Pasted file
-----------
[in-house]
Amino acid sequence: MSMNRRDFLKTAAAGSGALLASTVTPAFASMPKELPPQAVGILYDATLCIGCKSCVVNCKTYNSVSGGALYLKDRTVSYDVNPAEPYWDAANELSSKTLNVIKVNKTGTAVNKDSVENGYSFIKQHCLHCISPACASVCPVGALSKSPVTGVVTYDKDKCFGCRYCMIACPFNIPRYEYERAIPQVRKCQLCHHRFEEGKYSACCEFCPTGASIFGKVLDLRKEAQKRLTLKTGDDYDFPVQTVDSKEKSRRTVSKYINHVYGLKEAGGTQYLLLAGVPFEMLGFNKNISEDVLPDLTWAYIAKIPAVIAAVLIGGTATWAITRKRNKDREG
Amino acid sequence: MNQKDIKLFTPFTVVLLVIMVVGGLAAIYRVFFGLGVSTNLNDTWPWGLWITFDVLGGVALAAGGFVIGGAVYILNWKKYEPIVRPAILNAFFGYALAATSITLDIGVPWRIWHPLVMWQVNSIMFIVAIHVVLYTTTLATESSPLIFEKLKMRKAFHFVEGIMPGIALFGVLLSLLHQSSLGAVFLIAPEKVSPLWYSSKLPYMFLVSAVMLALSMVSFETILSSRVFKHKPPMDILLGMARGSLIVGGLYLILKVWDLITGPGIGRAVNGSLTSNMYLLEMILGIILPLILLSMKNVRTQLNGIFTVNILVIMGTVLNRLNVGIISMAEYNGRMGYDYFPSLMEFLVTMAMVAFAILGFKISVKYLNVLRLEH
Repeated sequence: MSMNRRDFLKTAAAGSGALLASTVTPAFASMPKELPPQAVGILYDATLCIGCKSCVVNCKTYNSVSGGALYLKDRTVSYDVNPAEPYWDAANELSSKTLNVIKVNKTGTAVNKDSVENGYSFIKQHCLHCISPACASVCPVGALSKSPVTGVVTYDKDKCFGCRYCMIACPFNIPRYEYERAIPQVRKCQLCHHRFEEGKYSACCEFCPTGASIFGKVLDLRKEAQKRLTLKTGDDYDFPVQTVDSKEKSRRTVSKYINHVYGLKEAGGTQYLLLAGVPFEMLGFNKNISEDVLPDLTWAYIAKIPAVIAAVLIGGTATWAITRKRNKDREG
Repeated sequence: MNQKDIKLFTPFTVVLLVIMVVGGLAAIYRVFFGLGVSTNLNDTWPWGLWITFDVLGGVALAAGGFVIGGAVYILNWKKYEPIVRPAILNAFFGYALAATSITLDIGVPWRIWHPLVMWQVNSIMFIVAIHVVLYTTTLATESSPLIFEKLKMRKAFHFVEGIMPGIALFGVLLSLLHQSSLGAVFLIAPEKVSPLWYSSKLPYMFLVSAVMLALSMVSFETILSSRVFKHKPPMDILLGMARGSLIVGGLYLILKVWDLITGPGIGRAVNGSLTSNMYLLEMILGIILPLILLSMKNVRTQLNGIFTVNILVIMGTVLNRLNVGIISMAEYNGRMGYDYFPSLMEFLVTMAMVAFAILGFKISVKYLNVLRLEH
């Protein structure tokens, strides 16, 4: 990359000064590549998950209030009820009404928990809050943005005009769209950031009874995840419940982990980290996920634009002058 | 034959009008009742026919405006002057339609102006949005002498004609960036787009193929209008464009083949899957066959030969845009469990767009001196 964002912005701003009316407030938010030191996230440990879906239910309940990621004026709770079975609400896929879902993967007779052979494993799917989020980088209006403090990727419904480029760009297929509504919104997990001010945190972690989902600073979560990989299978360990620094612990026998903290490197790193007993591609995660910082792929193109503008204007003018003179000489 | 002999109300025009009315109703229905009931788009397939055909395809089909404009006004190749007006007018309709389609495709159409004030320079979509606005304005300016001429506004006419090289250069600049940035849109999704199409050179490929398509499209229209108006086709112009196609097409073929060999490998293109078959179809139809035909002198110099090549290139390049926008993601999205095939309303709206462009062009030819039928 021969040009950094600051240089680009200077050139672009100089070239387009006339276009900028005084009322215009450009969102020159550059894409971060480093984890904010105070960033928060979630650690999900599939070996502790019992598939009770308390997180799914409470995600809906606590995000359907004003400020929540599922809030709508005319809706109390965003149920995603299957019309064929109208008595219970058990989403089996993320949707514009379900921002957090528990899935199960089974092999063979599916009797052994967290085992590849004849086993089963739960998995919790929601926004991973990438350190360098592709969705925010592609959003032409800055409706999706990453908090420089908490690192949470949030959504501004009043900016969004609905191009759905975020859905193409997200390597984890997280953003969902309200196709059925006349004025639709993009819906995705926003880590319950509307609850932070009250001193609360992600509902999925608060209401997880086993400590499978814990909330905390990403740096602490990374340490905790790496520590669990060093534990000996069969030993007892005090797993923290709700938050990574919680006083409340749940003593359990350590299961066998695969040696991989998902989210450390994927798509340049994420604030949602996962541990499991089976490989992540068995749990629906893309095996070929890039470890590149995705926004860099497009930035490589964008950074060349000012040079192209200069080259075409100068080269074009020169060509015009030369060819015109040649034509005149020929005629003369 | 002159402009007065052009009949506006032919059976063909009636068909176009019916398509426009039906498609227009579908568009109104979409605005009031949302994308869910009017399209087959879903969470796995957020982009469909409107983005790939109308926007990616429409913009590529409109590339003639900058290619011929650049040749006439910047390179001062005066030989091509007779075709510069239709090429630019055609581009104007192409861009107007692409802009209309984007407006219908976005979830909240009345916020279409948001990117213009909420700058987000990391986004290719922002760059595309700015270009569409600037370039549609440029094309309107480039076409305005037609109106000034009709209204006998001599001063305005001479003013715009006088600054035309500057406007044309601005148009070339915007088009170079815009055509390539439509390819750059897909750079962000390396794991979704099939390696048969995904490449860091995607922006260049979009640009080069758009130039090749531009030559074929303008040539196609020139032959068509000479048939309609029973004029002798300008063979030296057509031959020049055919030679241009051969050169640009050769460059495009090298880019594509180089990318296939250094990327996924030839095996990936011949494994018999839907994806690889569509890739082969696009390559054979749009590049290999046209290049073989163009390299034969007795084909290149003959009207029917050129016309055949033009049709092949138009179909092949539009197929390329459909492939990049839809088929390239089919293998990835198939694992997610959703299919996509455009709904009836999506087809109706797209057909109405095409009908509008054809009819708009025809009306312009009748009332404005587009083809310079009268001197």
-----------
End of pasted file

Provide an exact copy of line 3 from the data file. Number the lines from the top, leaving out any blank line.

Amino acid sequence: MNQKDIKLFTPFTVVLLVIMVVGGLAAIYRVFFGLGVSTNLNDTWPWGLWITFDVLGGVALAAGGFVIGGAVYILNWKKYEPIVRPAILNAFFGYALAATSITLDIGVPWRIWHPLVMWQVNSIMFIVAIHVVLYTTTLATESSPLIFEKLKMRKAFHFVEGIMPGIALFGVLLSLLHQSSLGAVFLIAPEKVSPLWYSSKLPYMFLVSAVMLALSMVSFETILSSRVFKHKPPMDILLGMARGSLIVGGLYLILKVWDLITGPGIGRAVNGSLTSNMYLLEMILGIILPLILLSMKNVRTQLNGIFTVNILVIMGTVLNRLNVGIISMAEYNGRMGYDYFPSLMEFLVTMAMVAFAILGFKISVKYLNVLRLEH